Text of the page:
The Forgotten Art of Simple Conversation

Man, oh man, what a crazy few days I’ve had, you guys. I’ve gotten exactly squat done writing-wise in the last week or so.

It all began Thursday night, when this happened:


This is the view the morning after One Bad Mother of a thunderstorm came rolling through with 89mph winds. It’s a huge chunk of a maple tree that was convinced by the strong wind that maybe it would enjoy life in the front yard rather than the backyard it had called home for decades. There had been a wooden fence there.



Stuff like this happened all over the city; it wasn’t just me. Unfortunately, power poles also lost their fight against the fierce winds, snapping like twigs and cutting power to over 20,000 people at one point in the process. Our power went out around 7pm Thursday night.

We knew our line was okay, and even though it was very dark, it appeared that the damage was not all that bad in my neighborhood. Luckily, our devices were fully charged, so my wife and I spent the evening playing games and joking on Facebook about the storm. We had faith power would be back on soon, if not by the time we went to bed then sometime later in the night.

It didn’t come back on.

Being working stiffs with no other choice, we arose the next morning after a sweaty, muggy, crappy night’s sleep and went to work. News began to travel fast that people would be without power until late Friday night. Then it was Saturday around noon. Then it was by late Sunday. Then it was by Monday evening. I knew it would be different for different people, depending on their circumstances, but we began to face the possibility we might be without electricity all weekend.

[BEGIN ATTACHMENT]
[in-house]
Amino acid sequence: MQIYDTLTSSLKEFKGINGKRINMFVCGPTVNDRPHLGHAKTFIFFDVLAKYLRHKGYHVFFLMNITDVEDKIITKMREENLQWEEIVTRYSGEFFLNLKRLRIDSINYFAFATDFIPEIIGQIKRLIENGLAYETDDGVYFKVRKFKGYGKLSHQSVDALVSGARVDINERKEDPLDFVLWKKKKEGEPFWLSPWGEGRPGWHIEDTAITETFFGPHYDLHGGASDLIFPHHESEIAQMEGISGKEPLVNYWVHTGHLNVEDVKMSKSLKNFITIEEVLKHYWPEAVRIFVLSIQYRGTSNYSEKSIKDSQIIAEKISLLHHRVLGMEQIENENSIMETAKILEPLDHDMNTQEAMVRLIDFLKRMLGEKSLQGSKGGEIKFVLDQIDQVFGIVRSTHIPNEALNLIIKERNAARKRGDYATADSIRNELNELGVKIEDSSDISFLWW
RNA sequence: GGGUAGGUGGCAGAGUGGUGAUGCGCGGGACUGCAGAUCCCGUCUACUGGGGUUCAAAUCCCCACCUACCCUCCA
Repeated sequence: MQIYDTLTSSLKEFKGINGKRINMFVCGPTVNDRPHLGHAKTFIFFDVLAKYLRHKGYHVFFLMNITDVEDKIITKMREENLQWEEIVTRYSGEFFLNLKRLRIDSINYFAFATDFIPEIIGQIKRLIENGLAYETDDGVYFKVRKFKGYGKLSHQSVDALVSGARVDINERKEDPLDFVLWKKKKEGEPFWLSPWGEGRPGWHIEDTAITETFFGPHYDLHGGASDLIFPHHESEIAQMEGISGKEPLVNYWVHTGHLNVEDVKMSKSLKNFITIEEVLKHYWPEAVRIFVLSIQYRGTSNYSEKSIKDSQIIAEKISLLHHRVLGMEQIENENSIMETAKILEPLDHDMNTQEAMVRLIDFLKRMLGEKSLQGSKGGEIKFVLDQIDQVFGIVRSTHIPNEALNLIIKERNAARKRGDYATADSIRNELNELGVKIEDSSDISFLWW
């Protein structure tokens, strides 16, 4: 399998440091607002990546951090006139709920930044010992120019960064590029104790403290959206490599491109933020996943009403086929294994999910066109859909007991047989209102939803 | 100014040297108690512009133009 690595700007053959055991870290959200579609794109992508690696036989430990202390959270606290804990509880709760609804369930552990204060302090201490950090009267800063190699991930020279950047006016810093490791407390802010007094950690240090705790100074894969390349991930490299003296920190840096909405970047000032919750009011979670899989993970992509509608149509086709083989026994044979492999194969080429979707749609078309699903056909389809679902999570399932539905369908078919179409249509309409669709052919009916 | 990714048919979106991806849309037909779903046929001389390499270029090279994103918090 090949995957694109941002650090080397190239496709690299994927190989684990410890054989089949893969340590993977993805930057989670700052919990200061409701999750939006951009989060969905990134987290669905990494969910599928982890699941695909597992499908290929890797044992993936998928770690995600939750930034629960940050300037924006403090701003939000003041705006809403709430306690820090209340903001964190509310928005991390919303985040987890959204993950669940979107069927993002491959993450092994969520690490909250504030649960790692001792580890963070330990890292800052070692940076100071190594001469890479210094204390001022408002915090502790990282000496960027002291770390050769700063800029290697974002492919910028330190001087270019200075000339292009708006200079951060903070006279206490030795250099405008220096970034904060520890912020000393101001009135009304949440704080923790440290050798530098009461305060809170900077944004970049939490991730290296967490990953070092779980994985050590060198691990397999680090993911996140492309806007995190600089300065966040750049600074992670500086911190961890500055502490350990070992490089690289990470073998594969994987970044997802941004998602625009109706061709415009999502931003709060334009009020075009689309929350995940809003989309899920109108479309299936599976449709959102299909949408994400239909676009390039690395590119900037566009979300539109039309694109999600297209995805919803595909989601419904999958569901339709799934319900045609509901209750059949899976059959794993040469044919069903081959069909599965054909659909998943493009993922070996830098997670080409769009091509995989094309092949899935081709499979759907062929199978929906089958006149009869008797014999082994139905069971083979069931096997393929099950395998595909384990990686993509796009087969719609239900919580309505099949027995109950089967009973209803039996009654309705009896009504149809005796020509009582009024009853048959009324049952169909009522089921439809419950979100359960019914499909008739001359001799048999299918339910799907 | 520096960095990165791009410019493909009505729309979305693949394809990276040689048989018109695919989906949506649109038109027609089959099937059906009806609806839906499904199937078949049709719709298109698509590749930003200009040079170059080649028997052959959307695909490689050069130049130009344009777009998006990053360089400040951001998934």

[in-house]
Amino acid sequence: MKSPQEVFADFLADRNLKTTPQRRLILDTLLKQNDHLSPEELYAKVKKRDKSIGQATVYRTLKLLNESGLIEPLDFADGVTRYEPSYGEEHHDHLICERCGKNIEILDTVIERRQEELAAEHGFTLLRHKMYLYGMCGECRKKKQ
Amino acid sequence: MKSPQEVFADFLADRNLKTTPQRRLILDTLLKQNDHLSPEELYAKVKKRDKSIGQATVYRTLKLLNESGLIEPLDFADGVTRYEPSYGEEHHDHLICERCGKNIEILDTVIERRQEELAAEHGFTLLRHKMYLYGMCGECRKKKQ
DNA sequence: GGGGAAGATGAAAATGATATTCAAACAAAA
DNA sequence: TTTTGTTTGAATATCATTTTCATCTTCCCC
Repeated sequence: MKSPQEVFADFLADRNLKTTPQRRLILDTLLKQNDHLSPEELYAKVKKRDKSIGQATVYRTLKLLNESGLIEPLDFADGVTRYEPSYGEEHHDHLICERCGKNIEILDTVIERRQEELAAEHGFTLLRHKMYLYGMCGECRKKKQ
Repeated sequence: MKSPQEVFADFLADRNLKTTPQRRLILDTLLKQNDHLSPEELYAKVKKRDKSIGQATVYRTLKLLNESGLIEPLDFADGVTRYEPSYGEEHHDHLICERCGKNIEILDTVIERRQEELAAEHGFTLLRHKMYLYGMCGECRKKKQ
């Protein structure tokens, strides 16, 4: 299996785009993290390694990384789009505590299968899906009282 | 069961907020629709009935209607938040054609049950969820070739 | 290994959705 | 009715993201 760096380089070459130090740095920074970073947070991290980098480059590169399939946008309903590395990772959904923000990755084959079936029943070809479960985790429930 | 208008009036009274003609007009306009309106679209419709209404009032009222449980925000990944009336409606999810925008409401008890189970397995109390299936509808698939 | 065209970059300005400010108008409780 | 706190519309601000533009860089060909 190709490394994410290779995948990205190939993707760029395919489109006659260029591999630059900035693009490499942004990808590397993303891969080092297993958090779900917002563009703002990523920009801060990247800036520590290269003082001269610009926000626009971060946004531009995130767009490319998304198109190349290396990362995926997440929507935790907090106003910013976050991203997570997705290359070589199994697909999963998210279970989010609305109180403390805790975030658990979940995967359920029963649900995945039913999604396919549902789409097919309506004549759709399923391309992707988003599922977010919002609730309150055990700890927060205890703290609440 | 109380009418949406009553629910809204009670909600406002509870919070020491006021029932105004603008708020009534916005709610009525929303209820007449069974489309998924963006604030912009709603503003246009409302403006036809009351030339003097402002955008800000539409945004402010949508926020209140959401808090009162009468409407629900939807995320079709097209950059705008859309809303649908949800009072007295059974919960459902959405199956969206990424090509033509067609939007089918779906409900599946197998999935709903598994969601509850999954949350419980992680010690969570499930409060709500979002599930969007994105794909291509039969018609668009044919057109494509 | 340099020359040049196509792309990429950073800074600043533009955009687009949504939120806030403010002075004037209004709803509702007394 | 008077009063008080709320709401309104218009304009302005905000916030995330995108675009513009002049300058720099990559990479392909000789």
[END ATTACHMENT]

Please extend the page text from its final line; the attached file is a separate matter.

By the time I came home Friday evening after a stressful day at work (in more ways than one), our house was an oven. We wisely decided that we would be slightly more comfortable in our basement, and took our flashlights and candles down to spend the night.

To compound the mounting stress, our garage door was acting wonky (technical term). It wouldn’t go all the way down, so I decided to have a look at it – Bad Idea #1. Then I thought I saw how to get the door down, I just needed to mess with it for a minute – Bad Idea #2. Ten minutes later, I had the garage door down, but was unable to get it up again. We had planned on going for a drive later to enjoy some air conditioning and charge up our phones, but no. We were trapped and powerless in our powerless home.

But then, a funny thing happened: we started talking.

Let me explain.

We talk to each other every night. Glancing up from our phones or tablets, between sending lame tweets (me) and between levels of Candy Crush (her). During commercials, between writing and blogging. Talking is always squeezed in between other things.

But on this night, with our phones dwindling away and no way to charge them, we put our mobile devices down and just…talked. We bitched about our day at work, talked about movies coming out, my favorite new TV show (Hannibal, if you’re interested), new music we wanted to check out. It was no deep philosophical stuff about the meaning of life; it was actually the same kinds of things we talk about every day. This time, though, there was a difference – we were both listening to each other. Really listening. We sat in our candle-lit basement and talked for hours. At eight o’clock we wondered how we’d kill the time; at midnight we wondered where the time had gone.